A Northland family are outraged they never received a copy of a coroner's report into the death of 2-month-old baby girl Sapphire Williams and had to learn of the tragic details through the media.

Family spokeswoman Teresa Tua said a copy of Coroner Debra Bell's report was never received by the family and since its release to the media last week they had been subjected to public abuse on social media and verbal abuse by people in the street.

The older siblings of Sapphire had also been bullied at school and were worried they would be taken away by police, Tua said.

However in a written response Chris King, acting group manager courts and tribunals, said copies of the findings were sent to both parents, but regretted the report had not been sent to a key family member who had requested a copy prior to public release.

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King acknowledged the family had experienced distress after the media coverage and they would be offering an apology.

"We will look for opportunities to avoid this happening again," King said.

He said Bell had closed Sapphire's case and a coroner could not reopen it.

"Someone who wishes for the case to be reopened should apply to the Solicitor-General," King said.

Sapphire died with an alcohol level in her tiny body which was more than six times the legal blood alcohol limit for an adult driver.

Bell's report into the baby's death on January 2, 2017, in Ahipara, was released last Friday with the coroner stressing the importance that breastfeeding mothers should not consume alcohol at any stage.

A toxicology report presented to the coroner showed the amount of alcohol found in blood from Sapphire's heart was 308 milligrams per 100 millilitres of blood.

For comparison the legal blood alcohol limit for a New Zealand driver aged 20 years and over is 50 milligrams per 100 millilitres.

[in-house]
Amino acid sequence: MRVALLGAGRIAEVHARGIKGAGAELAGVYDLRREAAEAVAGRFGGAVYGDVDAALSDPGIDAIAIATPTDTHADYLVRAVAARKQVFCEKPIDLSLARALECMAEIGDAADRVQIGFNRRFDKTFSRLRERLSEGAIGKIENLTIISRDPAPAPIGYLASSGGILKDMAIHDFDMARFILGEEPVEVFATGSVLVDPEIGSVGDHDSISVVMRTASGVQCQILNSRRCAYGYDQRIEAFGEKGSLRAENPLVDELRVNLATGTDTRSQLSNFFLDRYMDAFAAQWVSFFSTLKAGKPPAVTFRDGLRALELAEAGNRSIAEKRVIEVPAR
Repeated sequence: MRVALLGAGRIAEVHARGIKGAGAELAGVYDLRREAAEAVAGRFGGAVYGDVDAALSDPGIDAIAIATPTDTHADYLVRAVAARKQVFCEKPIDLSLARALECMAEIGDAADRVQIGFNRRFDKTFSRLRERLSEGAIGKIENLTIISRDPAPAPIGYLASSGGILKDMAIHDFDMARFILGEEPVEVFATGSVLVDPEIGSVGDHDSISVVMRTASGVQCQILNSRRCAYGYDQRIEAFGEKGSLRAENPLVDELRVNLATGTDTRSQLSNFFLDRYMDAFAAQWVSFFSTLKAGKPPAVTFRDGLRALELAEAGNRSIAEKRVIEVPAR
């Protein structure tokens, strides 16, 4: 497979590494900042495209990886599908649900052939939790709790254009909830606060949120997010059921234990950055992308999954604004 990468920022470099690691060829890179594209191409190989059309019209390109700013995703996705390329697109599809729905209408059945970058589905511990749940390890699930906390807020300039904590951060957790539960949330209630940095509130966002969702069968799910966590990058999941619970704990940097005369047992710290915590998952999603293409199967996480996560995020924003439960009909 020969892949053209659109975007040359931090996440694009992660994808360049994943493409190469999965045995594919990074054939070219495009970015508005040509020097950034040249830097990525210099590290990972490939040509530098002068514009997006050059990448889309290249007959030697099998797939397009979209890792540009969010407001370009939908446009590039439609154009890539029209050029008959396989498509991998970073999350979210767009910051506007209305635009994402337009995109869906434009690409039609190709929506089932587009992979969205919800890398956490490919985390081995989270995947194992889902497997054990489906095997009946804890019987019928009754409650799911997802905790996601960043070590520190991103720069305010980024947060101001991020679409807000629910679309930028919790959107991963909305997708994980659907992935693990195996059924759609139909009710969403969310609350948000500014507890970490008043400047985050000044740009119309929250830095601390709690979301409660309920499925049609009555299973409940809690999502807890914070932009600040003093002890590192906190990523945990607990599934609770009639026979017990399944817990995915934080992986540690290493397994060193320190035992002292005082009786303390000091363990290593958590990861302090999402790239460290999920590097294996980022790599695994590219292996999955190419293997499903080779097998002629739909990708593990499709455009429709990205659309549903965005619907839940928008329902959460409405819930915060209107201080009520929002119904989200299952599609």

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Sapphire and her twin sister, Honey, were delivered by caesarean at North Shore Hospital on November 4, 2016. They were pre-term born at 33 weeks gestation with low birth weights and related medical issues.

Teresa Tua, who was speaking on behalf of the immediate family, has written to the chief coroner questioning why they never received a report and why the coroner carried out her investigation "on papers" in chambers and not in a courtroom where the wider family could have been involved.

Tua said Sapphire's mother and other immediate family found out the report had been released when they saw abusive messages on Facebook.

"It was a shock for the family to learn these findings had been published without receiving a report. They were unaware the media was going to release the findings or the names to the public, nor were they aware of what the findings contained," Tua said.

"According to the report it was done in chambers. The family feels this move by Coroner Bell had disallowed them the right to dispute certain facts."

The family had raised their concerns about the process because they wanted to prevent others suffering the same pain they had.

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"In plain words we are outraged," Tua said.

"I urge the chief coroner to look into the matters that deeply troubles our family."

In Bell's report she notes receiving a statement from a Sudden Death in Infants (SUDI) liaison officer and said coroners relied on reports from SUDI which provided detailed information and explanation from the parents as to how the death occurred.

However, in this case the officer was not successful in meeting with the parents. She had two conversations with Sapphire's paternal grandfather, who attempted to facilitate engagement but to no avail.

"This is disappointing given the possible contributing conditions to Sapphire's cause of death and that the parents may have benefited from discussions with SUDI," Bell said.

The cause of death wasn't ascertained, but Bell warned women not to drink while breastfeeding. Contributing factors cited included a dangerous sleeping environment, prematurity, possible septicaemia, suffocation – and acute alcohol intoxication.

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Sapphire's mum mostly formula-fed her but said she sometimes breastfed too.

The day before Sapphire died her mum said she consumed a large amount of alcohol.